Federation with Google – Now, when you send an OME protected message to a recipient on Gmail, that user can verify their identity with their Google account. There is no need for them to have a Microsoft account of any type. There are people out there who don’t want to create Microsoft accounts, and this makes sending them OME protected messages much easier.

Rights Management – Working toward the goal of simplifying encryption for end-users, Microsoft has integrated some of the Rights Management features of Azure Information Protection into Office 365 Message Encryption. Now an OME protected message can have rights management applied to it without any additional steps. This isn’t really a revolutionary new feature from an admin perspective, but it is a great simplification of the process of protecting messages from an end-user stand point.

“Protect” button in OWA – Originally the only way to trigger OME protection for messages was via a transport rule. As an admin, you could setup a transport rule so that when messages meet specific conditions, they were encrypted with OME. I usually setup a rule that said any messages with “Secure” as the first word of the subject line were protected with OME. Now you have the ability to turn on a “protect” button in OWA that will allow your end-users to apply OME protection to a message.

Turning on new OME features

To access all of these new Office 365 Message Encryption features, you will need to use PowerShell to turn them on. A more detailed explanation of these steps can be found on TechNet.

 #Step 1: Connect to the Azure Rights Management service.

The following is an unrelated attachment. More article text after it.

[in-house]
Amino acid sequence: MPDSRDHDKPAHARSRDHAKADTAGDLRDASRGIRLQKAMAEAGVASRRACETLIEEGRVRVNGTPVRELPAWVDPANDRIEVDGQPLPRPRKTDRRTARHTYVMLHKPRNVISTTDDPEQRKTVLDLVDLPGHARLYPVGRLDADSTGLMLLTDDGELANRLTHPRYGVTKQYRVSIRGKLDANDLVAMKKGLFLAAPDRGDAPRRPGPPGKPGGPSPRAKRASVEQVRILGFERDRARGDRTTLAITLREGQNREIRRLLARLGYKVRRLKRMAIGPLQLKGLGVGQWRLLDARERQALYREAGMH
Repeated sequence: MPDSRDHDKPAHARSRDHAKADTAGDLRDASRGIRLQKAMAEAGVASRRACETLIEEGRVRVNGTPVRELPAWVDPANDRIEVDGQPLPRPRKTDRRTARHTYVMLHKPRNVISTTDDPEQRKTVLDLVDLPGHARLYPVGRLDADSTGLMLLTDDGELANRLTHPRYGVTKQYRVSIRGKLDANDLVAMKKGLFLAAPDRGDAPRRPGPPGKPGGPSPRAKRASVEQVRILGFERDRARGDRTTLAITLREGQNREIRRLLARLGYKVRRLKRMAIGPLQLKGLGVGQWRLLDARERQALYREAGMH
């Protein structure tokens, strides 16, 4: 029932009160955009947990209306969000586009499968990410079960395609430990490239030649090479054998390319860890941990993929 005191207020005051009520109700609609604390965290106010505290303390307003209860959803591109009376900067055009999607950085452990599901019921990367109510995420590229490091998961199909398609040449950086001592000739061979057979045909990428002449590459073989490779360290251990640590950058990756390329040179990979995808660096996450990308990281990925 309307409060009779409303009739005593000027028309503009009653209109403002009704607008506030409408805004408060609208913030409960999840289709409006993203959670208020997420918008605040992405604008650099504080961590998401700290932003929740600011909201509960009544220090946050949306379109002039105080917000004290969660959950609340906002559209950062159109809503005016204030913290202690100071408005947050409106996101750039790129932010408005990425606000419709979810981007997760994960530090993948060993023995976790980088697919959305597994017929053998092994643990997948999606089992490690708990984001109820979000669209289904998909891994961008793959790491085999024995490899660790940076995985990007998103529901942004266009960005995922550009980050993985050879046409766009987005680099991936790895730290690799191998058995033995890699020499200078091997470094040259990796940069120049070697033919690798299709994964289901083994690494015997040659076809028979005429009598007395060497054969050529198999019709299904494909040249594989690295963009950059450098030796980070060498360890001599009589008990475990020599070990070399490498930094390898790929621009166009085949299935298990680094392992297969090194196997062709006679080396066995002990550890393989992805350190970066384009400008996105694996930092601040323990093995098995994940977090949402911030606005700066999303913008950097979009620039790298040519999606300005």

$cred = Get-Credential
Get-Command -Module aadrm
Connect-AadrmService -Credential $cred
#Step 2: Activate the service.
#Step 3: Get the configuration information needed for message encryption.
$rmsConfig = Get-AadrmConfiguration
$licenseUri = $rmsConfig.LicensingIntranetDistributionPointUrl
#Step 4: Disconnect from the service.
#Step 5: Create a remote PowerShell session and connect to Exchange Online.
$session = New-PSSession -ConfigurationName Microsoft.Exchange -ConnectionUri -Credential $cred -Authentication Basic -AllowRedirection
Import-PSSession $session
#Step 6: Collect IRM configuration for Office 365.
$irmConfig = Get-IRMConfiguration
$list = $irmConfig.LicensingLocation
if (!$list) { $list = @() }
if (!$list.Contains($licenseUri)) { $list += $licenseUri }
#Step 7: Enable message encryption for Office 365.
Set-IRMConfiguration -LicensingLocation $list
Set-IRMConfiguration -AzureRMSLicensingEnabled $true -InternalLicensingEnabled $true
#Step 8: Enable the Protect button in Outlook on the web (Optional).
Set-IRMConfiguration -SimplifiedClientAccessEnabled $true
#Step 9: Enable server decryption for Outlook on the web, Outlook for iOS, and Outlook for Android.
Set-IRMConfiguration -ClientAccessServerEnabled $true

Once these commands have been run, you can verify your configuration with the Test-IRMConfiguration PowerShell cmdlet.

Wrapping it up

These are not huge changes to Office 365 Message Encryption, but they are important. I think these changes make the feature much more usable for end-users, and that is always of huge importance when we are talking about encryption.

The best encryption is useless if end-users don’t or won’t take the time to use it to protect the information that your organization needs to secure. These new features make that more likely.